April 16 is the annual Day of Silence. Students vow to be silent on this day to call attention to the silencing effect of anti-LGBT name-calling, bullying and harassment in schools. Hundreds of thousands of students across the country will take part in this student-led action to educate their schools and communities and to encourage others to address the problem of anti-LGBT behavior in schools. Founded in 1996, the Day of Silence has become the largest single student-led action towards creating safer schools for all, regardless of sexual orientation, gender identity or gender expression.
Some LGBT students and straight allies will not speak for most of the day. Instead, they will hand out “speaking cards” which say:
“Please understand my reasons for not speaking today. I am participating in the Day of Silence, a national youth movement protesting the silence faced by lesbian, gay, bisexual and transgender people and their allies. My deliberate silence echoes that silence, which is caused by harassment, prejudice, and discrimination. I believe that ending the silence is the first step toward fighting these injustices. Think about the voices you are not hearing today. What are you going to do to end the silence?”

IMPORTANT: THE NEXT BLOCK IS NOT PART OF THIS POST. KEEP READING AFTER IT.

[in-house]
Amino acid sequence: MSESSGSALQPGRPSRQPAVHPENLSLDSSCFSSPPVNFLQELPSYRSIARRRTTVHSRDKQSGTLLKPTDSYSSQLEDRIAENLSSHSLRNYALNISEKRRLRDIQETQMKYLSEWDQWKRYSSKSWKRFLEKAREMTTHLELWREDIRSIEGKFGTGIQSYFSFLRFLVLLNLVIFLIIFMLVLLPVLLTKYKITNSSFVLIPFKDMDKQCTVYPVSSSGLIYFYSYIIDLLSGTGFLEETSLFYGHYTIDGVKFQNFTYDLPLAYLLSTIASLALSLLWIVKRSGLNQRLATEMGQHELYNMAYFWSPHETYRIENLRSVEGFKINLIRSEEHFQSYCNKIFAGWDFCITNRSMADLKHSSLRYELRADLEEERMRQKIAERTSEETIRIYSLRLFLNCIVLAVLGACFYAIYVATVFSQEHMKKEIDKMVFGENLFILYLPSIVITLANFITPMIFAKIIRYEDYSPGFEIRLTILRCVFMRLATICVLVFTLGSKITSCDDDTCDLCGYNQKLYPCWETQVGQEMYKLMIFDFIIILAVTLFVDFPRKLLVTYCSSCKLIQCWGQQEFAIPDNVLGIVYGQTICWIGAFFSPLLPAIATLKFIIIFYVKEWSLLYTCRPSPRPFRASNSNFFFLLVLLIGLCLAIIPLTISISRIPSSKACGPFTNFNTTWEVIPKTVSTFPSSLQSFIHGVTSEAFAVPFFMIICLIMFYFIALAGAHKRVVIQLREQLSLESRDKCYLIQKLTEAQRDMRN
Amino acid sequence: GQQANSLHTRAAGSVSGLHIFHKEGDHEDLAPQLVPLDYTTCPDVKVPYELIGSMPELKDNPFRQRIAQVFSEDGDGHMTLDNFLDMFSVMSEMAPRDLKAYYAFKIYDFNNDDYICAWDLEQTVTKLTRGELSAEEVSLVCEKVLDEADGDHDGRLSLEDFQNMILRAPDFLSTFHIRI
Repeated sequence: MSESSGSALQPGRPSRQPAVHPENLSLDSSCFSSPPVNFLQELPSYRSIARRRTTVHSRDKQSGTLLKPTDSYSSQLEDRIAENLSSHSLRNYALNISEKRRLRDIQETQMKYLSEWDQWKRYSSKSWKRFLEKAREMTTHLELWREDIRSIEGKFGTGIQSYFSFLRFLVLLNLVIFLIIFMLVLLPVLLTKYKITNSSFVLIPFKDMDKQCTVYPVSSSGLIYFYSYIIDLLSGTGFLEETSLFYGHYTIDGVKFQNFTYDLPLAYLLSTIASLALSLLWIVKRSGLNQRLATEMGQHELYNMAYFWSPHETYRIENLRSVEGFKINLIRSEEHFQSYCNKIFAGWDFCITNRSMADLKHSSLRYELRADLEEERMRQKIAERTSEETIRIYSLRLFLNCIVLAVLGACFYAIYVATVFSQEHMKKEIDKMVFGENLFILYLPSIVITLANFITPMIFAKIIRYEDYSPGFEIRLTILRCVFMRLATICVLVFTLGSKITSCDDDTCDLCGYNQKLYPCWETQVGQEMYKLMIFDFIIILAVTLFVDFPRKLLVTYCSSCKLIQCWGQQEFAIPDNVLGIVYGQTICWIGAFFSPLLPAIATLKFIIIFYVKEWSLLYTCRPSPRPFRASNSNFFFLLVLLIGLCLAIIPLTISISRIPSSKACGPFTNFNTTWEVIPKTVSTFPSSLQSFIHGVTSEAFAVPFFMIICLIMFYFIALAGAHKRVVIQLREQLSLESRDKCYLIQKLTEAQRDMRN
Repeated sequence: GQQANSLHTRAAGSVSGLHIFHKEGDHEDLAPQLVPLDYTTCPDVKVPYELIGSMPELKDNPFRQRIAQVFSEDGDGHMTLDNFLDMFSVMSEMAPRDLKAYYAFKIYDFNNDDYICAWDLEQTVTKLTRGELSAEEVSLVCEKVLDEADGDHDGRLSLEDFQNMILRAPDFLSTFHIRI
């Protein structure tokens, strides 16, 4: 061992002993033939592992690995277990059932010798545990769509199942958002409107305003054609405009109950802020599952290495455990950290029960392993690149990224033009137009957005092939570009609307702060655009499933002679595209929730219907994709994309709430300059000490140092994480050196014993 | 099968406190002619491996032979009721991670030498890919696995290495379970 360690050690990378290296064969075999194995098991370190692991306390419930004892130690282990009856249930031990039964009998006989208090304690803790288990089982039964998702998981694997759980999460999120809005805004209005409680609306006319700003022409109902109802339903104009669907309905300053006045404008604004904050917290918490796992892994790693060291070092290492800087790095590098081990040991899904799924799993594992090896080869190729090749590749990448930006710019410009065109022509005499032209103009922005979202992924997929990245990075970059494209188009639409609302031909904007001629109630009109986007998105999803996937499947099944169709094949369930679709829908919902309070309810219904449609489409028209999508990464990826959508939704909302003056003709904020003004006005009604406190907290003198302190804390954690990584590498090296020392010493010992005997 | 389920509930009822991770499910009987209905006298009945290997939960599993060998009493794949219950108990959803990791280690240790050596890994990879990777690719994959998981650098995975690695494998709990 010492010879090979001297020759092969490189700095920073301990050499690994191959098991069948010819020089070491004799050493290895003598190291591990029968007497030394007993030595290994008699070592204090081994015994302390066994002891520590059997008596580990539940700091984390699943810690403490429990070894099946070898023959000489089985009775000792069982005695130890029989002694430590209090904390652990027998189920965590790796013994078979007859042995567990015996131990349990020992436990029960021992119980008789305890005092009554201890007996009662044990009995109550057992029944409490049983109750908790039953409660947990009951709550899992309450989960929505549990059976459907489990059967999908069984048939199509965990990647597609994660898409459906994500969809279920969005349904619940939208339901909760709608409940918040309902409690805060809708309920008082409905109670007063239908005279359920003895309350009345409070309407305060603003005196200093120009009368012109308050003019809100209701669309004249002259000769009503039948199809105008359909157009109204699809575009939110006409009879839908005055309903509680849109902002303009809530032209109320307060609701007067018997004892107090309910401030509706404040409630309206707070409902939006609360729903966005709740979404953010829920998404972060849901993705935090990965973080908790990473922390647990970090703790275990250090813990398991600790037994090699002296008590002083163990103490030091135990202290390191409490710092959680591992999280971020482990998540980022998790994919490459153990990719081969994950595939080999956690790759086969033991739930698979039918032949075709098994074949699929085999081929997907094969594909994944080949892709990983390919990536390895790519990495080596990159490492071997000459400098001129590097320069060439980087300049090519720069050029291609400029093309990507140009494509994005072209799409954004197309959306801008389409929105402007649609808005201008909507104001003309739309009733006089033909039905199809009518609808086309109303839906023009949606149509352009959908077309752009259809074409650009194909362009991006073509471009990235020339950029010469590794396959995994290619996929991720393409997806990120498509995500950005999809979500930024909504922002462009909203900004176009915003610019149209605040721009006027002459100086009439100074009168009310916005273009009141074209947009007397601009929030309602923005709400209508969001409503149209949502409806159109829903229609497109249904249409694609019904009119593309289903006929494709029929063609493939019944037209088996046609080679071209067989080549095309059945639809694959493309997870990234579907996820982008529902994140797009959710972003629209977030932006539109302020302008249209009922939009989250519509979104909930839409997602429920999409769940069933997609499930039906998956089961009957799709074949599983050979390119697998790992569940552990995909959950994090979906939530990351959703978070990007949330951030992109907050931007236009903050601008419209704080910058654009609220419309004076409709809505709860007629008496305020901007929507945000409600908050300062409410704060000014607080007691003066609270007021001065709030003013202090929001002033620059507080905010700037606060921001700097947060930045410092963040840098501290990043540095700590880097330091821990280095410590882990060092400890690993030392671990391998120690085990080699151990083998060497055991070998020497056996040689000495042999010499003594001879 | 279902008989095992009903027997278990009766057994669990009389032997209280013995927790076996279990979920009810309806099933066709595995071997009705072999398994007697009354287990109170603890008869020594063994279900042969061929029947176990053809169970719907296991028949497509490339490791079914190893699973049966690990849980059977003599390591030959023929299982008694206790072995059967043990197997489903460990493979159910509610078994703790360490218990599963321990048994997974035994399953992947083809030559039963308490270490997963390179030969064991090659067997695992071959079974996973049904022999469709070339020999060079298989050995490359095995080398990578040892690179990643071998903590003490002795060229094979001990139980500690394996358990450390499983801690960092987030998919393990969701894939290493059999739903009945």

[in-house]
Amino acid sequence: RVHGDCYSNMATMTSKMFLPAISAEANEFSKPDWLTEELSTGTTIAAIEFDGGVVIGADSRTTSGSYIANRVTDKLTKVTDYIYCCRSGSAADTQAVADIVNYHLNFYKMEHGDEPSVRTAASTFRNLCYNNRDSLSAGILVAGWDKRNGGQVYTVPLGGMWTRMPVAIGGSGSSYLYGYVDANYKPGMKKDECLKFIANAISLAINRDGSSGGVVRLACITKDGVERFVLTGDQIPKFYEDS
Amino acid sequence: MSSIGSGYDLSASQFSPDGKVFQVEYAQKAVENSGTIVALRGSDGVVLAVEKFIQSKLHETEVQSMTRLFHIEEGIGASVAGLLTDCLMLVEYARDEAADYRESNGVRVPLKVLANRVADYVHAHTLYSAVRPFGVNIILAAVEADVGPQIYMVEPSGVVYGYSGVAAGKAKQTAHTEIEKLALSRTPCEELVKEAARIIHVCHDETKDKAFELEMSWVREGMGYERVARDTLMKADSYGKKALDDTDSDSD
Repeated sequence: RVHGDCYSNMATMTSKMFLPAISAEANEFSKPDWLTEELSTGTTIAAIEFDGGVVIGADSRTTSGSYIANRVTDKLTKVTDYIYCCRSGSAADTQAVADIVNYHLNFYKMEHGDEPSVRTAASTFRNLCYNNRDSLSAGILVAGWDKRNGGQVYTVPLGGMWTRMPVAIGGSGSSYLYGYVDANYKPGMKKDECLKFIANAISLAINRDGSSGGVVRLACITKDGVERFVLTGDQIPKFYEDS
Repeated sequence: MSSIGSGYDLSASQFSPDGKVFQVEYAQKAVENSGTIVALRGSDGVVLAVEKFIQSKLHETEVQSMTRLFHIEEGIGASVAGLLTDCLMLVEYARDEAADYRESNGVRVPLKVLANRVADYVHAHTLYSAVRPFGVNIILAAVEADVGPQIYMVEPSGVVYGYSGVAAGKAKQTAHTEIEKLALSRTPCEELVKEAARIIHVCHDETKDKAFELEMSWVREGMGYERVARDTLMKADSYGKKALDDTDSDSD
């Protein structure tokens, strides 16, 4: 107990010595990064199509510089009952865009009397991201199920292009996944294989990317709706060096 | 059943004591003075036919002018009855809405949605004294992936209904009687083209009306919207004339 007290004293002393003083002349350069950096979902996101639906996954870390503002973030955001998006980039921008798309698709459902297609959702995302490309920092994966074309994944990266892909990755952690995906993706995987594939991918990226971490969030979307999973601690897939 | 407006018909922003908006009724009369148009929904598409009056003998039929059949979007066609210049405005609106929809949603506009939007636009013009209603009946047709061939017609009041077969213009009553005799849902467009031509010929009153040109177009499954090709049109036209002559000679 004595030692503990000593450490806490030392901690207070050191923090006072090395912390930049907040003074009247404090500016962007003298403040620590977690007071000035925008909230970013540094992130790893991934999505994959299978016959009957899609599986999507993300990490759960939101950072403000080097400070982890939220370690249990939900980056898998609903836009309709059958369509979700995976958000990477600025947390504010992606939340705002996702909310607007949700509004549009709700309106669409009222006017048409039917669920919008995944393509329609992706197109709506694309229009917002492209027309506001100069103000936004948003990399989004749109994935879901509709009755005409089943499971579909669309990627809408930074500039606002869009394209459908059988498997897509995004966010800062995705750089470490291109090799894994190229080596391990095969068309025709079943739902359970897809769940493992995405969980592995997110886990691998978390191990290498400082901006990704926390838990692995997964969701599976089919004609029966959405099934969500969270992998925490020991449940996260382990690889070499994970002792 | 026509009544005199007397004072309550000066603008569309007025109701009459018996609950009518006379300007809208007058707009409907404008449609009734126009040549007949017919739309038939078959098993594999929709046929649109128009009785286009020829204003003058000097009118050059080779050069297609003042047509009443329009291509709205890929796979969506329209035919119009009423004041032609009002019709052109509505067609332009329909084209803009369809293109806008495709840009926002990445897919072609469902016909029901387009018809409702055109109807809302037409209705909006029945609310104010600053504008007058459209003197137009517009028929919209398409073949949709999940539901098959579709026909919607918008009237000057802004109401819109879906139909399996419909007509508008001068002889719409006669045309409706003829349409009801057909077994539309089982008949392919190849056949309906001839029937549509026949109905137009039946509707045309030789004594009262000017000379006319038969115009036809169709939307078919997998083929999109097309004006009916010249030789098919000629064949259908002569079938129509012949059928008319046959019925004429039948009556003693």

Participants are silent to symbolize the silencing effect of homophobia/transphobia and anti-gay bullying and harassment. Even today many LGBT individuals feel they must keep their identities secret or face reprisals from friends, family and the culture at large. Nearly 9 out of 10 LGBT students (86.4%) said they had been harassed in the past year, according to GLSEN’s 2007 National School Climate Survey of more than 6,000 LGBT students. Additionally, 60.8% said they felt unsafe at school because of their sexual orientation. LGBT youth are especially at risk, but anyone can be negatively impacted by living with oppression. Just one year ago 11-year-old Carl Joseph Walker-Hoover killed himself after experiencing daily anti-gay bullying at school.
This event is sponsored by GLSEN, the Gay, Lesbian and Straight Education Network. GLSEN also supports a Federal Anti-Bullying Bill:
On the eve of the anniversary of 11-year-old Carl Joseph Walker Hoover’s suicide due to bullying, his mother Sirdeaner Walker and GLSEN have launched a petition and call to action in support of the Safe Schools Improvement Act, a federal anti-bullying bill with 101 bipartisan cosponsors.
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